Listening to these lectures on critical theory and reasoning by Marianne Talbot has been so much more enjoyable and enlightening than any of the standard textbooks on the subject that I have read.
The site contains the podcasts of a number of other lecture series by Professor Talbot including philosophy for beginners, formal logic, causation, and ethics. I have only gone through the critical theory lectures so far, and recommend it to anyone who wishes to get a clear understanding of the basics of the subject. I wish someone had pointed me to this page much earlier.
I rediscovered the joy of television for a while, thanks to a long, lingering spell of viral flu and found myself hooked to two particular serials on YouTube on the weekends.
The first was Upanyas, an old serial that I vaguely remembered from childhood. I was too young to watch it when it was first broadcast on Doordarshan many years ago. Watching it for the first time, I was delighted to find that it had a metafictional premise. A woman vacationing in a hill station meets her favourite novelist who is semi-retired and requests him to resume writing. The episodes then take parallel tracks, one following the author as he proceeds to create his story, and the other depicting the story which mirrors the author’s life and the characters around him. The author’s own story is far more interesting than the world that he writes into being.
Mohan Vatsal is by no means the perfect author or even a perfect man. There are hints of a shady past linked to his multiple divorces, which comes out when his partner attempts suicide. His condescending attitude towards everyone including his reader and artistic arrogance which comes out through his reflections on the world around him make him a very complex character, though one who is self-assured of his powers of creation. When the reader Yashodhara points out that his novel was less of a plotted story and more a group of incidents loosely connected together, he acknowledges that he had been inspired to write it that way.
The character of the Vatsal’s partner Prabhavati is reminiscent of Mohini in Mahesh Elkunchwar’s play Party. Both women fall in love with artists on account of their art and later find themselves unwanted, alone, bereft of their identity, perhaps hinting that relationships between authors and readers are best when they stay on either side of the page. A victim of domestic violence, Prabhavati seeks solace from her troubled marriage in Vatsal’s books and gets into a relationship with him. Short flashbacks reveal her own artistic temperament with flashes of inspiration that are comparable, even superior to Vatsal’s imagination. When he becomes uncomfortable with her creative expressions, she is happy to remain in his shadow, cooking and keeping house for him until he tires of her presence, and she grows frustrated and insecure as their relationship does not have a future. Vatsal admits to himself that Prabhavati’s dependence strengthens him as he feeds off her need for him. After an unsuccessful suicide attempt, Prabhavati makes a dignified exit from Vatsal’s life. In a poignant scene, she tells the writer that she was leaving for a place where all her needs would be met – food, clothing and most importantly, books to read.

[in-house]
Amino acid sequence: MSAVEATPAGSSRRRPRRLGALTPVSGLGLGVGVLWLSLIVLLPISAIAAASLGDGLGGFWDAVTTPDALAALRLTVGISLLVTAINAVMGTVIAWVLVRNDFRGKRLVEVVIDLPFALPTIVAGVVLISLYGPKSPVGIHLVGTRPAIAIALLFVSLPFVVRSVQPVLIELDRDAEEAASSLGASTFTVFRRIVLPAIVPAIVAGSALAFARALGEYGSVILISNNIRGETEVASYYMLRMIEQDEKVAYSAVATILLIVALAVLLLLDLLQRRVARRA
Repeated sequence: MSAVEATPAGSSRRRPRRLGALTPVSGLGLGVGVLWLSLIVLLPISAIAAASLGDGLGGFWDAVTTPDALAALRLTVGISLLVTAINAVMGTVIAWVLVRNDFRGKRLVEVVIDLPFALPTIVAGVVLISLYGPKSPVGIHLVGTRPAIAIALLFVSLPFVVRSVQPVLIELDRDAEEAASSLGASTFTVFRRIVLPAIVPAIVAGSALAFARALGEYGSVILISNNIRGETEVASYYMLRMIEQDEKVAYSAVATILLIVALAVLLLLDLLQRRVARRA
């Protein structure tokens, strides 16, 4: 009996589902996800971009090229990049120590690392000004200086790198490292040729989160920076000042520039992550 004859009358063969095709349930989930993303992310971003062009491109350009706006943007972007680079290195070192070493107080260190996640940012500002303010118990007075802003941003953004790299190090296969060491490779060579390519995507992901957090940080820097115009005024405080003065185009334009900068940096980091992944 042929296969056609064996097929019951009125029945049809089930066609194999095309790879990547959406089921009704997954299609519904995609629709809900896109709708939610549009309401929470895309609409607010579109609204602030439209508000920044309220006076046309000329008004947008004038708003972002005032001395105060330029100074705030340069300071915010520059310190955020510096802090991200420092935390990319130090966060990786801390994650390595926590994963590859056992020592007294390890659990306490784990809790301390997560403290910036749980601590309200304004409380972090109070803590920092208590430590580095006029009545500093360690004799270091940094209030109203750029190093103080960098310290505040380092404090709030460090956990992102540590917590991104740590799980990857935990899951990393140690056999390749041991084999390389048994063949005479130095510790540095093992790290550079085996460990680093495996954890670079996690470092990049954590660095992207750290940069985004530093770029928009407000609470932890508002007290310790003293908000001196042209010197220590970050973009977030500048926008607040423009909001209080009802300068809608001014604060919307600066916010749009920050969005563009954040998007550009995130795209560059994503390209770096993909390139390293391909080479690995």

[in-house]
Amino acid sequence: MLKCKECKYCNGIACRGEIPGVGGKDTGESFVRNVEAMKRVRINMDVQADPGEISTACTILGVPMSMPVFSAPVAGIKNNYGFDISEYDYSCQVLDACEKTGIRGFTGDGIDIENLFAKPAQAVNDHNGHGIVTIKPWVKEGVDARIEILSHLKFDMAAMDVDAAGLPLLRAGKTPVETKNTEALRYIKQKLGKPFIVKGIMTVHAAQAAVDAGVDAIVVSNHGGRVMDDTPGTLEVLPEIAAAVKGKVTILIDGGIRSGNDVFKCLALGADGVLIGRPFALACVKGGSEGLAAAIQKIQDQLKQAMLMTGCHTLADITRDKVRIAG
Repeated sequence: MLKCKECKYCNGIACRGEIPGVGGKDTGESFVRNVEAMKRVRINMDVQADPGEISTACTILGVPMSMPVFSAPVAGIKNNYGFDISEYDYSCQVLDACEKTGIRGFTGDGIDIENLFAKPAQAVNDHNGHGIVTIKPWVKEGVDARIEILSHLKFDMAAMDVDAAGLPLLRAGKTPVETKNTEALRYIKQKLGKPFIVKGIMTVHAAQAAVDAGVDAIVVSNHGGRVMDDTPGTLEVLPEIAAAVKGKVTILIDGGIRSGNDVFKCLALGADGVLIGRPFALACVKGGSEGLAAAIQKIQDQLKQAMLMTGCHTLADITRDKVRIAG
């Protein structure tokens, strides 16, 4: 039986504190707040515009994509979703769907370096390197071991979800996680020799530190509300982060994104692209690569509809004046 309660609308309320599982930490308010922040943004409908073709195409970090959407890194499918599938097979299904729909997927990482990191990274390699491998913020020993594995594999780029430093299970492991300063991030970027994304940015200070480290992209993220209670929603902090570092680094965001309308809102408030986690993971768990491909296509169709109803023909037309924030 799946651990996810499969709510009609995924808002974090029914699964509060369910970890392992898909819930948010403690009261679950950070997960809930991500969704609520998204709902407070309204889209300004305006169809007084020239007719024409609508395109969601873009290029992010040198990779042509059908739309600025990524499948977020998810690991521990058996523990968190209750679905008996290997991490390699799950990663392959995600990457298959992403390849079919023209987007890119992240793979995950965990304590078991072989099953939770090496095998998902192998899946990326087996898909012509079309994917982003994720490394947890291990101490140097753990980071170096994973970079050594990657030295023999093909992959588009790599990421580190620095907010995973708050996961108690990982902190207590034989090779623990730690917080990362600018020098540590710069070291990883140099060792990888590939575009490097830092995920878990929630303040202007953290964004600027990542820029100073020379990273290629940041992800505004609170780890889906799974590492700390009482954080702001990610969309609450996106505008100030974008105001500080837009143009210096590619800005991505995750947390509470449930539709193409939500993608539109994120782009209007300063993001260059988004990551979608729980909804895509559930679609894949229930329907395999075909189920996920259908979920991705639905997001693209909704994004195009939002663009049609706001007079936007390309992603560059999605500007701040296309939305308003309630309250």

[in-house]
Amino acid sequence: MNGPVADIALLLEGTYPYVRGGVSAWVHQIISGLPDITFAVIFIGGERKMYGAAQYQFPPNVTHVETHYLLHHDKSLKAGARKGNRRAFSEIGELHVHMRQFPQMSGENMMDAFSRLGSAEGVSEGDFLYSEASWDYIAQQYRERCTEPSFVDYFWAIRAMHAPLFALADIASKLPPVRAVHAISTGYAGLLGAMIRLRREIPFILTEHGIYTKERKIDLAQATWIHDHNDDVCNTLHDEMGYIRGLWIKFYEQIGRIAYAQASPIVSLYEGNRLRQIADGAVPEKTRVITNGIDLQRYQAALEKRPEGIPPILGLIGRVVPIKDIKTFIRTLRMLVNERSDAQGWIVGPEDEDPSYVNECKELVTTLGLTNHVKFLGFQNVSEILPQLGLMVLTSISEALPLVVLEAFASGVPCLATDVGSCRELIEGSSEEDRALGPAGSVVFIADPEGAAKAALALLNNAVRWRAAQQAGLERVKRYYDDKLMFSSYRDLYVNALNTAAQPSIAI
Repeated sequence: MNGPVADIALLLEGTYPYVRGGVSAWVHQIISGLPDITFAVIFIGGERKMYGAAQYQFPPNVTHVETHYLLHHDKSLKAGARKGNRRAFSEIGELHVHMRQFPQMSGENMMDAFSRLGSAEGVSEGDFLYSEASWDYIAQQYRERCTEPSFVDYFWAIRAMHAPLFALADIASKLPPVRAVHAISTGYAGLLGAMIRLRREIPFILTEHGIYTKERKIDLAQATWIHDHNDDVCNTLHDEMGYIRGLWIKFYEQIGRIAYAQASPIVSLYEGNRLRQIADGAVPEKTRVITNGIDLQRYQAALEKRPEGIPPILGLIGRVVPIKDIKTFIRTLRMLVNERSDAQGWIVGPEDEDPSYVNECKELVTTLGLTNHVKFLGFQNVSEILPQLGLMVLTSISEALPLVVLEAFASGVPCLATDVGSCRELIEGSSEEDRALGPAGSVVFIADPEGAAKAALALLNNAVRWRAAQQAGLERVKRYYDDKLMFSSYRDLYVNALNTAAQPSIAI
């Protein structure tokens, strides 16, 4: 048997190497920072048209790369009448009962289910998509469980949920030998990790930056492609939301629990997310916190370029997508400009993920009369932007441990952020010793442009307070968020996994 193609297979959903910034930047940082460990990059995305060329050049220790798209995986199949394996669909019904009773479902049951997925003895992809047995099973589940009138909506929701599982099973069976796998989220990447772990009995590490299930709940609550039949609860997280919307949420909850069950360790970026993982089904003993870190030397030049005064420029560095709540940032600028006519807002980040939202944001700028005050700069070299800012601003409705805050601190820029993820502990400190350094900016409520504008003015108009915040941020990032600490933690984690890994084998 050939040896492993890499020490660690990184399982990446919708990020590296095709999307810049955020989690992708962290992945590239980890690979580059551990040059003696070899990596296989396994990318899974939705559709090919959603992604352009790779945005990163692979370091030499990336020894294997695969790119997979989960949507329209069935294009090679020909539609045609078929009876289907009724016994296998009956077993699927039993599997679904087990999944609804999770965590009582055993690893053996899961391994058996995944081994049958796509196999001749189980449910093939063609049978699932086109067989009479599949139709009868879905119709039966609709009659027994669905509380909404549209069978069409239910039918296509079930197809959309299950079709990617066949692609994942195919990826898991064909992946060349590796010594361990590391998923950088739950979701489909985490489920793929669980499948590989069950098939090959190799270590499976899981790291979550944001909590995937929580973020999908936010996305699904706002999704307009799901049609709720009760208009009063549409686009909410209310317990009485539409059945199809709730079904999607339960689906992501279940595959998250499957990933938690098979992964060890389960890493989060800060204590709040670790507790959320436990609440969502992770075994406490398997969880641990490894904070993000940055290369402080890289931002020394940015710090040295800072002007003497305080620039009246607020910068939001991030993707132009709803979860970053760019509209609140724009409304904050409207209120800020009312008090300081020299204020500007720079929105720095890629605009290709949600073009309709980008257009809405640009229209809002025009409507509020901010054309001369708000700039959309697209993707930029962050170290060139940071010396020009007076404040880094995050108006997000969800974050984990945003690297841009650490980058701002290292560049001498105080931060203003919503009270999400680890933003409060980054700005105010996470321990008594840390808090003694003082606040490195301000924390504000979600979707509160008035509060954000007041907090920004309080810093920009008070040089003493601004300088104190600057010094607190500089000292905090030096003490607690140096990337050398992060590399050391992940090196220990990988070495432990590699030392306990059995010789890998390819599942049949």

A number of literary references and philosophical reflections are woven into the dialogue. To cite just two examples, Vatsal talks about the joys of intertextuality, his admiration of Tolstoy and how he hopes to write a character like Kino from Steinbeck’s The Pearl into one of his novels someday. His character Chalakha writes to her cousin that the ego needs unhappiness to reinforce itself for absolute joy dissolves the sense of the self, which seems to reflect this quote by Greene:
“The sense of unhappiness is so much easier to convey than that of happiness. In misery we seem aware of our own existence, even though it may be in the form of a monstrous egotism: this pain of mine is individual, this nerve that winces belongs to me and to no other. But happiness annihilates us: we lose our identity.”
Graham Greene, The End of the Affair
The serial is set in a period when time was richer: when people took pleasure in unhurried walks, wrote long letters by hand to each other, and had endless leisurely conversations about life and art.
Just as I thought that it was a pity that no one makes such fine programs anymore, a cousin sent me a link to a relatively recent serial called Upanishad Ganga, a 52 part series which presented the wisdom of the Upanishads in one hour long fictionalised episodes.
I was not surprised to discover that the program had been broadcast by Doordarshan, which remains the gold standard for quality television content in the minds of millions of Indian viewers. Dramatizing stories from the Upanishads which are considered to be the essence of Indian philosophy in the form of short capsules is a huge challenge and the producers have been successful in their vision. The concepts, the settings, the costumes, the actors and above all, the screenplay blend together beautifully. Employing the structure of stories within a story, the series is portrayed as stage dramas presented by a group of artists who question the relevance of Sanskrit and the scriptures in present times. The episodes raise profound philosophical questions, suggest possible answers and leave the watching seeker both enriched and inspired.